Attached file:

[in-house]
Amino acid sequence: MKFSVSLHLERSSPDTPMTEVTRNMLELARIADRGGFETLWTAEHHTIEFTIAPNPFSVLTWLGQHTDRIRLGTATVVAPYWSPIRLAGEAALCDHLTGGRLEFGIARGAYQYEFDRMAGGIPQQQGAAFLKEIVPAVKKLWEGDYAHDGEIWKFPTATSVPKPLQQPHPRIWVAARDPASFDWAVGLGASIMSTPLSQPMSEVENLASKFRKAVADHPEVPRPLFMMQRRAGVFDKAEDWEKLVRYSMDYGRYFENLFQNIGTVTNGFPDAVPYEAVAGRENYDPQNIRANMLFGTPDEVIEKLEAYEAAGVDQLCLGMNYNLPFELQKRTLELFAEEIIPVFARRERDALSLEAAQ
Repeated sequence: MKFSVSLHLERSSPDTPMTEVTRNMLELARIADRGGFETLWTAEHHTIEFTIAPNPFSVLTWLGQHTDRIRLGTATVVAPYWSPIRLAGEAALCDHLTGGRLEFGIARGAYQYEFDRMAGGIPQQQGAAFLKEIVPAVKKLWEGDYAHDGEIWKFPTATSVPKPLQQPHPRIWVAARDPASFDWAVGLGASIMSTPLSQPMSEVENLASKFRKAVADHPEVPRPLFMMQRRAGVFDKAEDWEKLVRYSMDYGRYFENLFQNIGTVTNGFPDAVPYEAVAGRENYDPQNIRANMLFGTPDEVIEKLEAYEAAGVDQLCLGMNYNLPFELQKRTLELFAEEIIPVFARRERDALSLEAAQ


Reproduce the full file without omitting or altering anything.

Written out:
[in-house]
Amino acid sequence: MKFSVSLHLERSSPDTPMTEVTRNMLELARIADRGGFETLWTAEHHTIEFTIAPNPFSVLTWLGQHTDRIRLGTATVVAPYWSPIRLAGEAALCDHLTGGRLEFGIARGAYQYEFDRMAGGIPQQQGAAFLKEIVPAVKKLWEGDYAHDGEIWKFPTATSVPKPLQQPHPRIWVAARDPASFDWAVGLGASIMSTPLSQPMSEVENLASKFRKAVADHPEVPRPLFMMQRRAGVFDKAEDWEKLVRYSMDYGRYFENLFQNIGTVTNGFPDAVPYEAVAGRENYDPQNIRANMLFGTPDEVIEKLEAYEAAGVDQLCLGMNYNLPFELQKRTLELFAEEIIPVFARRERDALSLEAAQ
Repeated sequence: MKFSVSLHLERSSPDTPMTEVTRNMLELARIADRGGFETLWTAEHHTIEFTIAPNPFSVLTWLGQHTDRIRLGTATVVAPYWSPIRLAGEAALCDHLTGGRLEFGIARGAYQYEFDRMAGGIPQQQGAAFLKEIVPAVKKLWEGDYAHDGEIWKFPTATSVPKPLQQPHPRIWVAARDPASFDWAVGLGASIMSTPLSQPMSEVENLASKFRKAVADHPEVPRPLFMMQRRAGVFDKAEDWEKLVRYSMDYGRYFENLFQNIGTVTNGFPDAVPYEAVAGRENYDPQNIRANMLFGTPDEVIEKLEAYEAAGVDQLCLGMNYNLPFELQKRTLELFAEEIIPVFARRERDALSLEAAQ